Advertising

NFL.com writer ranks greatest Bears of all-time

NFL.com writer Adam Rank (fittingly) ranks the top 11 players in Bears history.

It’s a list that begins and ends with Hall of Famers, with running back Walter Payton first and quarterback Sid Luckman 11th. Running back Gale Sayers is second, followed by middle linebackers Dick Butkus and Mike Singletary and return specialist Devin Hester.

Middle linebacker Brian Urlacher is sixth, followed by running backs Red Grange and Bronko Nagurski, middle linebacker Bill George and defensive end Richard Dent.

“Here is what Chicago does better than anybody else: deep-dish pizza, keeping ketchup off hot dogs and creating Hall of Fame running backs and linebackers,” Rank wrote. “There is no shortage of Bears Hall of Famers at the positions, much in the same way that your Hollywood Starbucks has no shortage of budding producers looking to get their screenplay greenlit.”

payton_061318

Here are some of my comments on Rank’s rankings:

1) I agree that Payton should be No. 1 and also agree with Rank’s assertion that Sweetness is the best football player in NFL history. He retired following the 1987 season as the NFL’s all-time leading rusher with 16,726 yards, having gained many of those yards on Bears teams that had no other weapons against defenses that knew he was getting the ball. In addition, Payton was much more than a ballcarrier. He was an unselfish blocker, still leads the Bears in career receptions, threw eight touchdown passes and led the NFL in kickoff returns as a rookie.

2) Although, it’s close, I would put Butkus ahead of Sayers as the second greatest player in Bears history. Remarkably, the two were selected with back-to-back picks in the 1965 NFL Draft—Butkus at No. 3 and Sayers at No. 4—and will be forever linked. Butkus gets my nod, though, because I believe he remains the most ferocious defensive player in NFL history. He was voted to the Pro Bowl in each of his first eight seasons, named first-team All-Pro six times, won two NFL Defensive Player of the Year Awards and was selected to the NFL Team of the Decade for both the 1960s and 1970s.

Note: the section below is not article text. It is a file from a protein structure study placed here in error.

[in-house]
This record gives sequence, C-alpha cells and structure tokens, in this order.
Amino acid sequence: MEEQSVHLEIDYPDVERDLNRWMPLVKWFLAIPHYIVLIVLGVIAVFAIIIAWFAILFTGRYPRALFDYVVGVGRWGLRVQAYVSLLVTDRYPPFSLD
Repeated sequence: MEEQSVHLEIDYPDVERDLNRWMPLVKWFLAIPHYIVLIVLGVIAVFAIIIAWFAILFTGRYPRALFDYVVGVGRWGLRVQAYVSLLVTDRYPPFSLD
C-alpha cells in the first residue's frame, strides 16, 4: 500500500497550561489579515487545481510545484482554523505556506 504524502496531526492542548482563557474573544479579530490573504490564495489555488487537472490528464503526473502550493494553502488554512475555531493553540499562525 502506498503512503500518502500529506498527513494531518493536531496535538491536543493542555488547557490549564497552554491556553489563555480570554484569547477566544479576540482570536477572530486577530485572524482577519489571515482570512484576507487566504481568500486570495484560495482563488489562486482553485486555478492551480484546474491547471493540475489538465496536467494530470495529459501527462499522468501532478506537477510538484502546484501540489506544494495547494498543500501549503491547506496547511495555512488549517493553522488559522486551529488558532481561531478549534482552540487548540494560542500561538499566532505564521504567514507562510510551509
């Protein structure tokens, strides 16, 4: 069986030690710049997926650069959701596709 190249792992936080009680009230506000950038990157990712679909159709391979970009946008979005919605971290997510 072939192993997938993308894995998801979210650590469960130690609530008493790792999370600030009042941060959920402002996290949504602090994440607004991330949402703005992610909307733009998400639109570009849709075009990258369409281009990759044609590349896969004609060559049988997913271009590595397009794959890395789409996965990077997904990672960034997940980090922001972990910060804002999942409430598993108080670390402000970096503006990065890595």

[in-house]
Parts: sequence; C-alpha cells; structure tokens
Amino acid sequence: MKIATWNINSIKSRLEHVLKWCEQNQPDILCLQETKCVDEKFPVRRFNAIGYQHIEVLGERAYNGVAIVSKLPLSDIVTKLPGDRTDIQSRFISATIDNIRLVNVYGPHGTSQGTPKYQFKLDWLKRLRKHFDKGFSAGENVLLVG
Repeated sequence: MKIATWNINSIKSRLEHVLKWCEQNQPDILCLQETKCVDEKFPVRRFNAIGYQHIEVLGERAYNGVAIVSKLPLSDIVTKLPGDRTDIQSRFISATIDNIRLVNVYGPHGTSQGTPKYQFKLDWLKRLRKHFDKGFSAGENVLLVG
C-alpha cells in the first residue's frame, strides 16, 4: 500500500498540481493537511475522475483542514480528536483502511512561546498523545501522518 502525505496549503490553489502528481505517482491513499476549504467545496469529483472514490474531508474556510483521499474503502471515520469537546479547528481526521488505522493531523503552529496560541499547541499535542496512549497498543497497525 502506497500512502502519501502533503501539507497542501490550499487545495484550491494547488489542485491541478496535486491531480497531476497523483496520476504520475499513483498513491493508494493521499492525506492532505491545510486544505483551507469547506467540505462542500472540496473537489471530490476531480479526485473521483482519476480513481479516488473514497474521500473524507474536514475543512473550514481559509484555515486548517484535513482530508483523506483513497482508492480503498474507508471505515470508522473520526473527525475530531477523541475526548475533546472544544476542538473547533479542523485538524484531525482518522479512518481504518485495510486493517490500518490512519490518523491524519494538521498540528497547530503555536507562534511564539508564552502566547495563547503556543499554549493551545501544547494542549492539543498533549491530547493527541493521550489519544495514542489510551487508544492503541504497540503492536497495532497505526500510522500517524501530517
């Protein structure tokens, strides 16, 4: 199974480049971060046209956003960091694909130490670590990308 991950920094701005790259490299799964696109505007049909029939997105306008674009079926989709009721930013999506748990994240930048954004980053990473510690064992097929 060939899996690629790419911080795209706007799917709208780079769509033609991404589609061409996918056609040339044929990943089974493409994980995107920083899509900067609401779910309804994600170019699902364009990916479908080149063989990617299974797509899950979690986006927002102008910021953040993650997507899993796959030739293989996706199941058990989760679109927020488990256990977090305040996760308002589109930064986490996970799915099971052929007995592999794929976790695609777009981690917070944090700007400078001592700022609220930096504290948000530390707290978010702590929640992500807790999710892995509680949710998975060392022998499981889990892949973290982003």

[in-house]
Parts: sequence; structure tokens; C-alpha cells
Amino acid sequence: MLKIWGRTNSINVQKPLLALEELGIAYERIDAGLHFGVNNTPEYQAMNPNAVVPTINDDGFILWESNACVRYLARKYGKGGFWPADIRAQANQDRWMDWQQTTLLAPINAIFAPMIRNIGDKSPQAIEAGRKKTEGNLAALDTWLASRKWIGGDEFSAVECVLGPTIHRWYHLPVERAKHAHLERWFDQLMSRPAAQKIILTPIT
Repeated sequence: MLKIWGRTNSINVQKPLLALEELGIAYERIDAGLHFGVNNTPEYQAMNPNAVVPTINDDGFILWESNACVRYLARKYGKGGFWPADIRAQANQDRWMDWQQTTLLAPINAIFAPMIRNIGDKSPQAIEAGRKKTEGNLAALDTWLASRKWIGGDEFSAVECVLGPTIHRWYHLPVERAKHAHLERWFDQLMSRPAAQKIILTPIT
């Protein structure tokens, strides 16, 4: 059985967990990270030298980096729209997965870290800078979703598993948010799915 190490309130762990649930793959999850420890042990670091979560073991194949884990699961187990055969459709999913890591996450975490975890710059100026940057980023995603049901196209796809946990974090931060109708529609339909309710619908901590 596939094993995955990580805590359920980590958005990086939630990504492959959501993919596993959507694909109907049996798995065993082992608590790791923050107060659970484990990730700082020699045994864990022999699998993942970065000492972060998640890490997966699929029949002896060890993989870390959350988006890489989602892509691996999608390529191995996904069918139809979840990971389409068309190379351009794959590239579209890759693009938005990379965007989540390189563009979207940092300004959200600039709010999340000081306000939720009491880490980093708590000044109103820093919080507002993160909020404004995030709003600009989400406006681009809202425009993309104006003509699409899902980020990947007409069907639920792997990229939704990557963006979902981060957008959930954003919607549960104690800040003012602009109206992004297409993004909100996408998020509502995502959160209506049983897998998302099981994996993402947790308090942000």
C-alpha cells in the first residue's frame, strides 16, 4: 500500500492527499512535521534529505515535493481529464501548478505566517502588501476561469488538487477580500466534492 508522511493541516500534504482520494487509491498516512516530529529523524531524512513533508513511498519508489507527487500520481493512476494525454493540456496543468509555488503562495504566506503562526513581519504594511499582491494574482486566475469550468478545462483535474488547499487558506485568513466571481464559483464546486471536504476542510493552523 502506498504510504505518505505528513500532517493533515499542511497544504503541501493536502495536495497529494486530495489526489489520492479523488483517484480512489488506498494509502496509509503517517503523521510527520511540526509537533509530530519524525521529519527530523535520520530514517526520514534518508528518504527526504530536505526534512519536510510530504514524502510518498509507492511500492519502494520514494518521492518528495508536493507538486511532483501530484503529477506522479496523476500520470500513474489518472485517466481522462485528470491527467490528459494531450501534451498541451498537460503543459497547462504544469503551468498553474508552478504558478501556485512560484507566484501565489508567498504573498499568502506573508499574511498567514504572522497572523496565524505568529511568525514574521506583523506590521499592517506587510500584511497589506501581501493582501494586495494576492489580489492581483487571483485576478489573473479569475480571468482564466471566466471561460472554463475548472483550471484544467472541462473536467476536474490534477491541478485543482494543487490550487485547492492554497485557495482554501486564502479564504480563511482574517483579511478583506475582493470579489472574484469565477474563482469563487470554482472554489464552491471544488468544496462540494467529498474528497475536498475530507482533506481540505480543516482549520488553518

3) I like that Rank includes Hester because I believe he’s the best return specialist in NFL history and deserves to be inducted in the Hall of Fame. But I wouldn’t put him ahead of his longtime teammate, Brian Urlacher. Nothing against Hester, who remains the most electrifying player I’ve ever seen. But the star middle linebacker was the face of the franchise for more than a decade, leading the Bears to four division championships and one NFC title. He was voted to eight Pro Bowls, was named NFL Defensive Rookie of the Year in 2000 and NFL Defensive Player of the Year in 2005.

4) I’m glad that Rank included Luckman. I think it’s safe to say that most Bears fans who are alive today never saw Luckman play. But he helped revolutionize the NFL with the “T” formation and more importantly helped lead the Bears to four league championships in the 1940s. His numbers pale in comparison to today’s top passers, but it was a different game during Luckman’s era and he certainly was the best player at his position for a long time.

Advertising